AbstractGranulocyte activation parameters have been described in patients with myeloproliferative disorders (MPD). We have evaluated the accuracy of leukocyte alkaline phosphatase (LAP) score to predict JAK2 V617F mutation. LAP score was obtained using a cytochemical reaction in granulocytes of patients’ peripheral blood with MPD.
Patients with chronic myeloproliferative disorders (MPD) show granulocyte activation parameters such as increased values for leukocyte alkaline phosphatase (LAP) expression.1 In 1955, Kaplow described a cyto-chemical technique for assessing LAP activity, and later, a score greater than 100 in granulocytes of peripheral blood was included in the Polycythemia Vera Study Group (PVSG) diagnostic criteria.2,3 Recently, studies described a unique gain-of-function mutation of JAK2 (V617F) in almost all the patients with polycythemia vera (PV), and in about half of the patients with essential thrombocythemia (ET) and chronic idiopathic myelofibrosis (CIMF).4,5 Flow cytometry showed patients with the JAK2 V617F mutation had significantly higher neutrophil counts, total white blood cell counts, and LAP levels.6,7 A significant relationship between percentage of JAK2 mutant alleles and LAP expression was also noted.6 We aimed to study the accuracy of LAP scores based on a cytochemical reaction to detect JAK2 V617F MPD.
Between March and September 2006, we studied 44 consecutive patients with diagnosis of MPD according to WHO criteria, at the Hospital Privado de Córdoba: 21 PV, 20 ET and 3 CIMF.8 We also included 6 patients that did not fulfill the WHO criteria for PV. LAP score from peripheral blood smears of all 50 patients had been obtained at diagnosis. At that time, no fever or inflammation were noted and none of the patients had received previous cytoreductive treatment. Ten healthy controls were also studied. Sodium α napthyl acid was used as substrate as previously described and a TRIS solution was used as buffer.2 All LAP slides were revised by two independent biochemists and a blind mutation test was carried out. JAK2 V617F mutation was performed at diagnosis in 4 patients and during the follow up in 46 patients. We used allele-specific polymerase chain reaction (PCR) and PCR by restriction enzyme BsaXI on granulocytes DNA of peripheral blood, as previously published.4 The study was approved by the local ethics committee and all patients signed a written informed consent. Data were analyzed using StatsDirect statistical software, version 2.5.6.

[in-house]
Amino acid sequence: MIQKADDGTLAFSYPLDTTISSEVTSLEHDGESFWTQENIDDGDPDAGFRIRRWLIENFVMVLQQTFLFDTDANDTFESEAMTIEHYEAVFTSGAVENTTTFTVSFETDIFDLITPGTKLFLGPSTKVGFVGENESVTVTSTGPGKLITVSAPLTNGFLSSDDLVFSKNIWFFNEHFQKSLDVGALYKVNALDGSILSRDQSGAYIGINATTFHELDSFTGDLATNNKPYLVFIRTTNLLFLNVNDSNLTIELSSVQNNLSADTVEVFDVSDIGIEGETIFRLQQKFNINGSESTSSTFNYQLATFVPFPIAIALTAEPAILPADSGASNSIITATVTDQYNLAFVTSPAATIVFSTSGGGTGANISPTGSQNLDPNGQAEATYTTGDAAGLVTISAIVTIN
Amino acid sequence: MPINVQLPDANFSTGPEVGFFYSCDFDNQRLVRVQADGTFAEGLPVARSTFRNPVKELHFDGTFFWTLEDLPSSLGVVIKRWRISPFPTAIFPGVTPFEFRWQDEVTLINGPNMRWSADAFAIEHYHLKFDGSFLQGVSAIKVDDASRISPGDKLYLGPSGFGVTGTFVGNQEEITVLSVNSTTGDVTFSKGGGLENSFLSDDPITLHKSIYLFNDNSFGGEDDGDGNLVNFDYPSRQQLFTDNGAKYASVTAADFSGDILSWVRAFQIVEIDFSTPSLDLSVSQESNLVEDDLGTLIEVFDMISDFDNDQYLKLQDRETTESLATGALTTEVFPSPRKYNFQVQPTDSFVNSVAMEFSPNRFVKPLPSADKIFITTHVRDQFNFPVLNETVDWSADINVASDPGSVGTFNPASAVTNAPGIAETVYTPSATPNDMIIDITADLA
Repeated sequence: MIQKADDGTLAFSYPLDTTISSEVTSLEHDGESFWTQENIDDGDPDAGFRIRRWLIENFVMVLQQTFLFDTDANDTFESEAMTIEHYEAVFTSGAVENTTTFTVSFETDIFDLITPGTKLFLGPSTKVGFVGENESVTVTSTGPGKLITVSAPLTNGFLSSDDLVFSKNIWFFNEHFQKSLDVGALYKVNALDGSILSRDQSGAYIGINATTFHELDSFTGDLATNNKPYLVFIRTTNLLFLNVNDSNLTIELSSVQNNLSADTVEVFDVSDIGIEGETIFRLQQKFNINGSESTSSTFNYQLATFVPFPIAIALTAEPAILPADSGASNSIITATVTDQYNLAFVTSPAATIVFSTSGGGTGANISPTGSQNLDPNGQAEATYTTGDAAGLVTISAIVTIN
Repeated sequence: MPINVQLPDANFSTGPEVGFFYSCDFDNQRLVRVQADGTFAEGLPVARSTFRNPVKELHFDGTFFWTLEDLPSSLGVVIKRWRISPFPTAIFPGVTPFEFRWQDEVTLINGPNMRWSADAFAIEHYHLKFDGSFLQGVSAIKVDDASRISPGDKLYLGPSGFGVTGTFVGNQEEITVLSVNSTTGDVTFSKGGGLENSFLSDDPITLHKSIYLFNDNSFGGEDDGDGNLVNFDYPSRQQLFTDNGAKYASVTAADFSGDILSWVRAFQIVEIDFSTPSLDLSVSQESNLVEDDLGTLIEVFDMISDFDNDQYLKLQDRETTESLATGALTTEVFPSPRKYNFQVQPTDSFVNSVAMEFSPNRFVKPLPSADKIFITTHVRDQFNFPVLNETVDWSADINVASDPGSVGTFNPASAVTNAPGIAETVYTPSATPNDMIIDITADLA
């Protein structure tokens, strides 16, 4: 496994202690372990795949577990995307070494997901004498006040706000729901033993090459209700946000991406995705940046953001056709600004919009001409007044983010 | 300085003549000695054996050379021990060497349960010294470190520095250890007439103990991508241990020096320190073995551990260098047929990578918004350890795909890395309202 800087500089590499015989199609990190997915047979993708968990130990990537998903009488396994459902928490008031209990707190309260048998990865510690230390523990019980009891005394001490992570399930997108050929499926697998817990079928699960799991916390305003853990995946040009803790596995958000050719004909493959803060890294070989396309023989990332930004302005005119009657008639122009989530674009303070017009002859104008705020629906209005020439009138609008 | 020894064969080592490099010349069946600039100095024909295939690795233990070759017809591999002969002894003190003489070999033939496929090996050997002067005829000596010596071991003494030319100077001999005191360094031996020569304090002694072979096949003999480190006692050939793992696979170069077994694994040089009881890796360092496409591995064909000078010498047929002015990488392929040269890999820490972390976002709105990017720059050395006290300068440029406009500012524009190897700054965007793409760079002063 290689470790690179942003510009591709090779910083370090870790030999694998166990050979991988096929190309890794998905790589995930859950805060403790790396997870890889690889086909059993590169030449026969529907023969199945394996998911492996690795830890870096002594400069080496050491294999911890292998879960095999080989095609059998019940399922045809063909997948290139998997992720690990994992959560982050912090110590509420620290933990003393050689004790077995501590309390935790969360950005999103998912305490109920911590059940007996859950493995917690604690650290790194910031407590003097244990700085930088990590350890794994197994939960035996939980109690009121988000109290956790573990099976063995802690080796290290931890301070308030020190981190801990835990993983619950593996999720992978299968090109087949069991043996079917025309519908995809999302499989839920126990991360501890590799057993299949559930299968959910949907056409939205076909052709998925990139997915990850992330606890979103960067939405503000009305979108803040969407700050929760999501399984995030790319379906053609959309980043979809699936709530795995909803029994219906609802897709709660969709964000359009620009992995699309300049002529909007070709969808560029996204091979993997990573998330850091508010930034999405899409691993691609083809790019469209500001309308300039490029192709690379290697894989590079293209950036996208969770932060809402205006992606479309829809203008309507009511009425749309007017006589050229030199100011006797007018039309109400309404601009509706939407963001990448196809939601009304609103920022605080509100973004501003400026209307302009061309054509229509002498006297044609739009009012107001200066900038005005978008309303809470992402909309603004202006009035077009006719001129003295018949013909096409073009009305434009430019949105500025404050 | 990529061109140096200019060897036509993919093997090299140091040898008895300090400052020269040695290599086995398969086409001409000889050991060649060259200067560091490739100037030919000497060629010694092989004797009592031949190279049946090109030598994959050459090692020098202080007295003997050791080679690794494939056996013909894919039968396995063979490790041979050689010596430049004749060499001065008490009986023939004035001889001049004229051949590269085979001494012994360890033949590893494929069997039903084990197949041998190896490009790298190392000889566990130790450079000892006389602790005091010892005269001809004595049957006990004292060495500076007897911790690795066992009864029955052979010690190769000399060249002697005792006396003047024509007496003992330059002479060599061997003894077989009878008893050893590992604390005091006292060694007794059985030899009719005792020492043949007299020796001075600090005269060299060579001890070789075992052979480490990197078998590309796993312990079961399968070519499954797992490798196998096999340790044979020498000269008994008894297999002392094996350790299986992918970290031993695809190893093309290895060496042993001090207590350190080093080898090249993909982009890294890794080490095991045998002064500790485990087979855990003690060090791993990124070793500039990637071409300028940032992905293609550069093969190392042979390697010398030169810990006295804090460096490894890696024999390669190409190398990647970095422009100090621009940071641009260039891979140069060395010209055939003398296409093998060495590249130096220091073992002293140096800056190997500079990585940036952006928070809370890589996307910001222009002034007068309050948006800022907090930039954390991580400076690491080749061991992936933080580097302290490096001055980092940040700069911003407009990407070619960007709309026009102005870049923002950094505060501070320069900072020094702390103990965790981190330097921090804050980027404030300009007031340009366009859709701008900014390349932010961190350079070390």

JAK2 V617F mutation was identified in 19 patients with PV (90.5%), 14 patients with ET (70%) and 1 patient with CIMF (33.3%). No mutation was detected in patients with other variants of polycythemia or in healthy controls. Patient characteristics at diagnosis are shown in Table 1. Distribution of LAP score according to different patient categories and normal controls is shown in Figure 1. A LAP score above 100 had a sensitivity of 88.2% (30/34 JAK2 positive patients) and a specificity of 87.5% (2/16 JAK2 negative patients). LAP score identified patients carrying JAK2 mutation (area under ROC curve=0.89). Highest LAP levels were found only in patients carrying JAK2 V617F mutation and a cut off point ≥245 was found in 7/34 JAK2 positive (6 PV and 1 ET) and in 0/16 JAK2 negative (specificity 100%; sensitivity 20.6%). The highest LAP score in patients with PV may be due to a greater prevalence of homozygosity for JAK2 V617F mutation in PV.9 Two patients with ET and PV who were negative for the mutation presented LAP score of 190 and 243 respectively (less than 245). Indeed, this finding may be explained by a previous report that patients with MPD and fully wild-type JAK2 alleles showed higher LAP expression than controls, however lower than JAK2 V617F MPD.6 A higher transcription of wild-allele JAK2 in patients without the mutation may be the reason for this.10 Four patients had a LAP score <100 but they were positive for JAK2 mutation. Interaction between the expression of other genes or a very early disease could explain the low score in a small group of patients. Although the mean of white blood cell count was higher in JAK2 V617F positive patients (Table 1), we found a weak direct correlation between LAP score and white blood cell count for all patients (r= 0.34; p=0.0153). This however was not confirmed for JAK2 positive (r= 0.18; p=0.2863) or JAK2 negative patients (r= 0.07; p=0.7792). Our results are consistent with the previously reported association between JAK2 mutation and LAP levels detected by flow cytometry.
We have confirmed the validity of the technique described some 50 years ago (LAP score) that predicts the novel JAK2 V617F mutation in patients with MPD.
- Funding: this study was supported by a research grant from the Fundación Florencio Fiorini and the Asociación Médica Argentina (to ALB).
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